COMBI IC Reagent: Mouse anti Myeloperoxidase-C2 (FITC) and Mouse anti CD3 (PE)
Catalogue number: GIC-213
|Clone||8E6 and UCHT1 |
|Product Type ||Primary Antibodies|
|Units||1 ml |
|Species reactivity ||Human|
|Application ||Flow cytometry|
Myeloperoxidase (MPO) is a glycoprotein present in the azurophil (primary) granules of myeloid cells, which appears in the myeloblast stage of myeloid cell differentiation. MPO is he most common functional protein of myeloid cells and is involved in the inflammatory response. It helps to kill microbes by breaking down peroxide in the presence of halide ions, contributing to the bactericidal function of granulocytes. The primary translation product of MPO undergoes glycosylation with production of the 89 kDa heme-free apopro-MPO form followed by incorporation of heme and conversion into the enzymatically active pro-MPO form. Subsequently, pro-MPO becomes targeted to azurophil granules where final processing occurs to produce mature dimeric MPO consisting of the 59-64 kDa MPO a-chain and the 14 kDa MPO b-chain.
Precursor T-cells are surface CD3 negative but positive for cytoplasmatic CD3. All mature T cells are both cytoplasmic and surface CD3 positive. The combined staining for MPO and CD3 allows the distinction of cells derived form the myeloid lineage that are generally MPO positive, from immature and mature T lymphocytes during normal and malignant hematopoiesis.
The MPO-C2/CD3 COMBI-IC reagent permits the identification and enumeration of normal and malignant human blood and bone marrow cells using flow cytometry. Results must be put within the context of other diagnostic tests as well as the clinical history of the patient by a certified professional before final interpretation. Analyses performed with this antibody should be paralleled by positive and negative controls. If unexpected results are obtained which cannot be attributed to differences in laboratory procedures, please contact us.
1ml of FITC-conjugated anti Myeloperoxidase-C2 (clone 8E6) and PE-conjugated anti CD3 (cloneUCHT1) in PBS pH 7.2, 1% BSA, and 0.05% NaN3, approximately 50 tests.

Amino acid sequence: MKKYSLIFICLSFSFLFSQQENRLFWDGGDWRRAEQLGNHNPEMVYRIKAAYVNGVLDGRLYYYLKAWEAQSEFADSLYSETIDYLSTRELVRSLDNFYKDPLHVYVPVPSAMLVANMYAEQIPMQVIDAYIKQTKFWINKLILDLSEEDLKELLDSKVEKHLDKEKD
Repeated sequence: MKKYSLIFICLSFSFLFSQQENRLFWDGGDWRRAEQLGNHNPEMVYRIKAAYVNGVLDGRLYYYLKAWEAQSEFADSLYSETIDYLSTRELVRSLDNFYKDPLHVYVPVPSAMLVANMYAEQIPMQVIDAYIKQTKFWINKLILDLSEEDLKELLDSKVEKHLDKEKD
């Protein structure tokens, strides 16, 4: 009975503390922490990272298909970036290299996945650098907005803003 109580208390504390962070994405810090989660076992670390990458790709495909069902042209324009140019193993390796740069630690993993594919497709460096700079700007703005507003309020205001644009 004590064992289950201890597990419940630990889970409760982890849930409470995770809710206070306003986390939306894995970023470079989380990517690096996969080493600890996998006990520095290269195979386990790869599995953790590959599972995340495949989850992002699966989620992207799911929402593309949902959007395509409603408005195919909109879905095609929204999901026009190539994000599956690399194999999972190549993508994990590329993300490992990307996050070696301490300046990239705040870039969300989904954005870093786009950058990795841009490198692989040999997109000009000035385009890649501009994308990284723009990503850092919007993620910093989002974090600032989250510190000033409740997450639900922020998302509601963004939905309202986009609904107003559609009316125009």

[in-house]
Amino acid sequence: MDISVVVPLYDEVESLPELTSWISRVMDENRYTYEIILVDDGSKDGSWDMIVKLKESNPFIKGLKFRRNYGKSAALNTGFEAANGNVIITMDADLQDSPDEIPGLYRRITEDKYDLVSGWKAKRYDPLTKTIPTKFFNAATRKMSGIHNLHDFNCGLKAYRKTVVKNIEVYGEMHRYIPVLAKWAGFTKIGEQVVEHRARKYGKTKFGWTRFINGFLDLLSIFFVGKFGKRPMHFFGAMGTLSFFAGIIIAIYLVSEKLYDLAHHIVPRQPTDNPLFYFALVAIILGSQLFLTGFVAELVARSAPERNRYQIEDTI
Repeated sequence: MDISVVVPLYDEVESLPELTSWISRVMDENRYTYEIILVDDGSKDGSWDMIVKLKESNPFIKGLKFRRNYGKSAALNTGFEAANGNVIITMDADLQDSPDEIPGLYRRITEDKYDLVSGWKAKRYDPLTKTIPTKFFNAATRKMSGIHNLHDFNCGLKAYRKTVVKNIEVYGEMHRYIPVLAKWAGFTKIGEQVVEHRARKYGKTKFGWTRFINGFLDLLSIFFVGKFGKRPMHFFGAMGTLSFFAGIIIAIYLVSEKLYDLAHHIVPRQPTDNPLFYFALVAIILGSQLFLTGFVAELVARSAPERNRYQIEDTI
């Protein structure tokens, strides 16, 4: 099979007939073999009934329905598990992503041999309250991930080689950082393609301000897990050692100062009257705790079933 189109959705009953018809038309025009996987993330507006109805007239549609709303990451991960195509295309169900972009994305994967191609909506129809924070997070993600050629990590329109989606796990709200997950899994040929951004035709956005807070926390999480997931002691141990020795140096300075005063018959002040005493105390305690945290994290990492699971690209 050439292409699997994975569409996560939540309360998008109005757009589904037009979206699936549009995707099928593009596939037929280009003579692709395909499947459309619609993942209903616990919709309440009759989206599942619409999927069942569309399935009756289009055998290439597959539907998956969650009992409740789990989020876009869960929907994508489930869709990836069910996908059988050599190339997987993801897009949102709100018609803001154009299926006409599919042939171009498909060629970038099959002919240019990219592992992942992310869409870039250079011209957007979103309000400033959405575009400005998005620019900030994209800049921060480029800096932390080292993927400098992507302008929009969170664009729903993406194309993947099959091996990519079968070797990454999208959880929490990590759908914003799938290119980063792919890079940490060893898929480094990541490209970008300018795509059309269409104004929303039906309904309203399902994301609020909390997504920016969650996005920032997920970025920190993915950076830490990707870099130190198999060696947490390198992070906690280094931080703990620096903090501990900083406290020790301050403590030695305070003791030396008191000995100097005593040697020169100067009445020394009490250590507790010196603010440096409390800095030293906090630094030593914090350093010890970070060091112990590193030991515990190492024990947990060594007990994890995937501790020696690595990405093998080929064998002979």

Permeabilization and Staining Procedure
- In combination with our Permeabilization Kit FIX&PERM (Cat. No. GAS-002) intracellular MPO-C2 and CD3 can be easily stained in cell suspensions
- For each sample to be analyzed add 50 µl of whole blood, bone marrow or mononuclear cell suspension in a 5 ml tube
- Add 100 µl of Reagent A (Fixation Medium, stored and used at room temperature)
- Incubate for 15 minutes at room temperature
- Add 5 ml phosphate buffered saline and centrifuge cells for 5 minutes at 300 g
- Remove supernatant and add to cell pellet 100 µl Reagent B (Permeabilization Medium) and 20 µl of the MPO-C2/CD3 COMBI-IC monoclonal antibody conjugate
- Vortex at low speed for 1-2 seconds
- Incubate for 15 minutes at room temperature
- Wash cells with phosphate buffered saline as described above
-Remove supernatant and resuspend cells in sheath fluid for immediate analysis or resuspend cells in 0.5 ml 1.0 % formaldehyde and store them at 2-8°C in the dark. Analyze fixed
cells within 24 hours
Antibody MPO-C2 (clone 8E2) reacts with human myeloperoxidase (MPO) expressed by normal and malignant myelomonocytic cells.
The CD3 mAb (clone UCHT1) recognizes cytoplasmatic CD3 epsilon in precursor T-cells and cytoplasmic and surface CD3